A Comment on Efficacy and Effectiveness

October 16th, 2014

Photograph of Amy Pepin, MSW

Amy Pepin, MSW

Screening and brief intervention is receiving increasing recognition as a cost effective prevention service. Multiple studies showing the efficacy of brief intervention by physicians in reducing harmful alcohol use have led to dissemination and implementation of what is commonly known as SBIRT (Screening, Brief Intervention, and Referral to Treatment) or SBI (Screening and Brief Intervention).  Implementation throughout the country includes screening and brief intervention for alcohol and drug use/misuse, with various populations, in a variety of settings with widely varied protocols and practice flow.  The medical community’s embrace of SBIRT, as well as the federal, state, and private support for SBIRT are extraordinarily positive momentum toward treating this disease in the primary healthcare setting and, overall, reducing the stigma of these health problems.

I am mystified by the uproar caused by a recent article by Saitz et al (Saitz, et al., 2014) which concludes that “Brief intervention does not have efficacy for decreasing unhealthy drug use in primary care patients identified by screening.”[1]  Effective brief intervention for unhealthy drug use needs further study to explore effectiveness of the patient identification, content, timing, setting, and provider of such intervention and to delineate that from brief treatment protocols.  Clearly, brief intervention with the design, setting, and participants of this randomized trial was not effective.  The participants were adults, using marijuana and other drugs, who were not diagnosable with a substance use disorder.  For those of us who have worked in the prevention, intervention and/or treatment of substance use disorders the results of this study come asno surprise.  Brief intervention is not a magic new way to stop drug use – that should not be the expectation of implementation.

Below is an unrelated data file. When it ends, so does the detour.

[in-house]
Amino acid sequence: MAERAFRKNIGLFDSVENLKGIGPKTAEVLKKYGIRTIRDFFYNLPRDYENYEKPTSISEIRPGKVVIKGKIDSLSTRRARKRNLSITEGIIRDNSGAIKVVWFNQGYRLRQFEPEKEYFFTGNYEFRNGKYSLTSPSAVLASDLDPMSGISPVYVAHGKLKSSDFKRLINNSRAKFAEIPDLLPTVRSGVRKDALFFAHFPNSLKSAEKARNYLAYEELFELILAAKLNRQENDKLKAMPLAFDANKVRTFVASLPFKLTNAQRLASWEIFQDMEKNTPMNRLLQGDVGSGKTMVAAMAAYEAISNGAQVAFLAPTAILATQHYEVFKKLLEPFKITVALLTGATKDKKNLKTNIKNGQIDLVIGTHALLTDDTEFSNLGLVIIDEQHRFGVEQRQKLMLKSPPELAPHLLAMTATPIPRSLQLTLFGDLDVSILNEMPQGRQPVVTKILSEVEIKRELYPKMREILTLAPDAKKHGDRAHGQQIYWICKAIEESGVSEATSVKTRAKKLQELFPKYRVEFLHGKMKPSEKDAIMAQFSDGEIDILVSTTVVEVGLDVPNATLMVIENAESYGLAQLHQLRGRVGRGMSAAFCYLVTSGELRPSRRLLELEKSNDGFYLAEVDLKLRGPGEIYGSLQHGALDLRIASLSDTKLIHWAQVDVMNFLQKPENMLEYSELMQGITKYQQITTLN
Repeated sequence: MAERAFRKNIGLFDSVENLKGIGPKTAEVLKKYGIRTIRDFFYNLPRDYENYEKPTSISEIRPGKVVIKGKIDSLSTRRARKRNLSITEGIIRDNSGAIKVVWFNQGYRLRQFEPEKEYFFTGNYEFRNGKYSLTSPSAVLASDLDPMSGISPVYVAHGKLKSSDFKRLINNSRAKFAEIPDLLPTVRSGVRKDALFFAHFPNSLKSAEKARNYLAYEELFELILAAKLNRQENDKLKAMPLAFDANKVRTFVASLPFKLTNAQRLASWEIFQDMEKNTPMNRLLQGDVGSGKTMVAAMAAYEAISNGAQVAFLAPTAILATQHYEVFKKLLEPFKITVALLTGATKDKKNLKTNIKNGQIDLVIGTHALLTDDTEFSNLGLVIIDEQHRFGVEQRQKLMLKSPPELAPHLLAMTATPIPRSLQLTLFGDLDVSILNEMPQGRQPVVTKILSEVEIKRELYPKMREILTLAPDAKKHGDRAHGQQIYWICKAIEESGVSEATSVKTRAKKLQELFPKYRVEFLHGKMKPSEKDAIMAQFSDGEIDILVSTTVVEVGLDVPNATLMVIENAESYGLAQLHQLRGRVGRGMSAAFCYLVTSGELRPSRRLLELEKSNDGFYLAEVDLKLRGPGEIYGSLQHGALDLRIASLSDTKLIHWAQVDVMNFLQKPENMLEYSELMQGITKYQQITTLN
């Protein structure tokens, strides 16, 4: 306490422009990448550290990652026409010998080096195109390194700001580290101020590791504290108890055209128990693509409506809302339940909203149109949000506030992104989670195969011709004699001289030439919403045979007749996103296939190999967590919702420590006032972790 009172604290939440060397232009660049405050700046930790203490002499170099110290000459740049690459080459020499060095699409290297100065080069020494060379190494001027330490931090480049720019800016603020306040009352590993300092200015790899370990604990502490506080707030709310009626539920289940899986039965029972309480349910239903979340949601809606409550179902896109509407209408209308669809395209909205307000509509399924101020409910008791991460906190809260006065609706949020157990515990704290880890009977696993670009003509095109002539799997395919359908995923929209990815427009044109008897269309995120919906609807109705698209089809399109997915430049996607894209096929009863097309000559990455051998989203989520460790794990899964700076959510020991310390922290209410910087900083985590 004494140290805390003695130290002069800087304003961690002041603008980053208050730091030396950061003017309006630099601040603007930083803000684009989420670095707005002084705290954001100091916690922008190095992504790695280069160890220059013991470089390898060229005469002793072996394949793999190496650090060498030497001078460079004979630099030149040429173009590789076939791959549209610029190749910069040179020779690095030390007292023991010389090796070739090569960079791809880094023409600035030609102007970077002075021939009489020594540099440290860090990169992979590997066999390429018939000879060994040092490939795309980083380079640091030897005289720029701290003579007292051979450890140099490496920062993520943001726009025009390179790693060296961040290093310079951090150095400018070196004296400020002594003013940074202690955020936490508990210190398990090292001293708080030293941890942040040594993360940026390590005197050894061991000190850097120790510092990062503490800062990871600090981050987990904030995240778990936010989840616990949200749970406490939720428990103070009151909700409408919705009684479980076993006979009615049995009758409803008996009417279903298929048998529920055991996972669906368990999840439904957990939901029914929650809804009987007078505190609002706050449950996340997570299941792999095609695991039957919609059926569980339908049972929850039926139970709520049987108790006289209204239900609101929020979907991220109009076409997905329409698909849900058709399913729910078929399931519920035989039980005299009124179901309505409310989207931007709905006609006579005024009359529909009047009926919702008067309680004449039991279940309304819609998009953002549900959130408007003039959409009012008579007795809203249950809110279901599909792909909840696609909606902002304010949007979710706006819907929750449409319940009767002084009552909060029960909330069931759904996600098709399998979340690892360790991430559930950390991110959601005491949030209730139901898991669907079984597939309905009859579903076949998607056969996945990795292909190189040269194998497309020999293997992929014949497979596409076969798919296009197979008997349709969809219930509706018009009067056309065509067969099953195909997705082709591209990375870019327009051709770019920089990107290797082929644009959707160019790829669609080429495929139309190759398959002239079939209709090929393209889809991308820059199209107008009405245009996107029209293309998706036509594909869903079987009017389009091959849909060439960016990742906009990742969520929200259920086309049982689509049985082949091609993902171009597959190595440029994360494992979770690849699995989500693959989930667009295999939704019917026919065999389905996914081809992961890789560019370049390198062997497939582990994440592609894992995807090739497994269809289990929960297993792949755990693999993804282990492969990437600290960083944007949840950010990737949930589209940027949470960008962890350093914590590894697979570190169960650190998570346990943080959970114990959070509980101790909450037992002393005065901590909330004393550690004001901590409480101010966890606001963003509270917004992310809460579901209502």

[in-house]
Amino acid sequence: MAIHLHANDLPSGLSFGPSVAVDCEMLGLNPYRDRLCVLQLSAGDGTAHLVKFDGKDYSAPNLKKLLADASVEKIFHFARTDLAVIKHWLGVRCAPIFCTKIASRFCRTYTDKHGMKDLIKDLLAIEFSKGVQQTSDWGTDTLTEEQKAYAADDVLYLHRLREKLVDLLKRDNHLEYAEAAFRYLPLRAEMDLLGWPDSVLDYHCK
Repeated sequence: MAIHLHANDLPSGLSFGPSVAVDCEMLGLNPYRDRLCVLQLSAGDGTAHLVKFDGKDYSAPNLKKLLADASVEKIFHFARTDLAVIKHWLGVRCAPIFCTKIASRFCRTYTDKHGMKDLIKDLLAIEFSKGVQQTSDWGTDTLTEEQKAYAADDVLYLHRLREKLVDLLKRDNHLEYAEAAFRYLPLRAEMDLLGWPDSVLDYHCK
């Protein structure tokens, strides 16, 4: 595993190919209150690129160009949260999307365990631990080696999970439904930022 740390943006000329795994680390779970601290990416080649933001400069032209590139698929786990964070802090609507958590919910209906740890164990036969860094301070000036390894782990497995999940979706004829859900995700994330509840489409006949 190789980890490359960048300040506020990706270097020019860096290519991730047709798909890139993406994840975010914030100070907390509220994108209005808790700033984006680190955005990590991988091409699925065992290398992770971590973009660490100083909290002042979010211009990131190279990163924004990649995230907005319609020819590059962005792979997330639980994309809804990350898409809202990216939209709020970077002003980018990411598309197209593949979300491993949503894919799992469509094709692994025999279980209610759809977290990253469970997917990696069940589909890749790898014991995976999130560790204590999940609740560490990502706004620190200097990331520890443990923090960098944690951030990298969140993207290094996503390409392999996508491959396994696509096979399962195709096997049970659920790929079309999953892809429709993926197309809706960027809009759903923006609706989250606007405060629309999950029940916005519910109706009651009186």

The simple beauty of SBIRT in healthcare settings is that it becomes a familiar component of the health visit for the patient and a consistent check-in conducted with the provider.  It is a process that elicits engagement between the patient and the provider that manifests itself in a conversation.  This process ofalcohol and drug screening and follow up will happen at least annually.  For patients with unhealthy use or addiction, SBIRT is creating a confidential connection to the healthcare provider that is built over time.  This connection is reducing the stigma of revealing and talking about substance use; it is educating patients about the potential health consequences of that use, and identifying where patients in need can reach out for more assistance with drug or alcohol use problems.

The Screen & Intervene: NH Youth SBIRT Initiative is enabling providers to start this engagement by assisting New Hampshire healthcare providers to implement SBIRT for patients who are at the typical age of use initiation – 12 years old.  Young people who begin having this alcohol and drug screening as a regular part of healthcare will have different expectations and conversations with their healthcare provider over time.  This will equip providers to be able to identify and treat alcohol and drug misuse and encourage young people to confide in their provider, which are some of the necessary building blocks to preventing addiction in NH.

By, Amy Pepin, Consultant, NH Center for Excellence

[1]  Saitz, R., Palfai, T. P., Cheng, D. M., Alford, D. P., Bernstein, J. A., Lloyd-Travaglini, C. A., . . . Samet, J. H. (2014). Screening and brief intervention for drug use in primary care: The ASPIRE randomized clinical trial. JAMA, 502-513.

Posted in Practice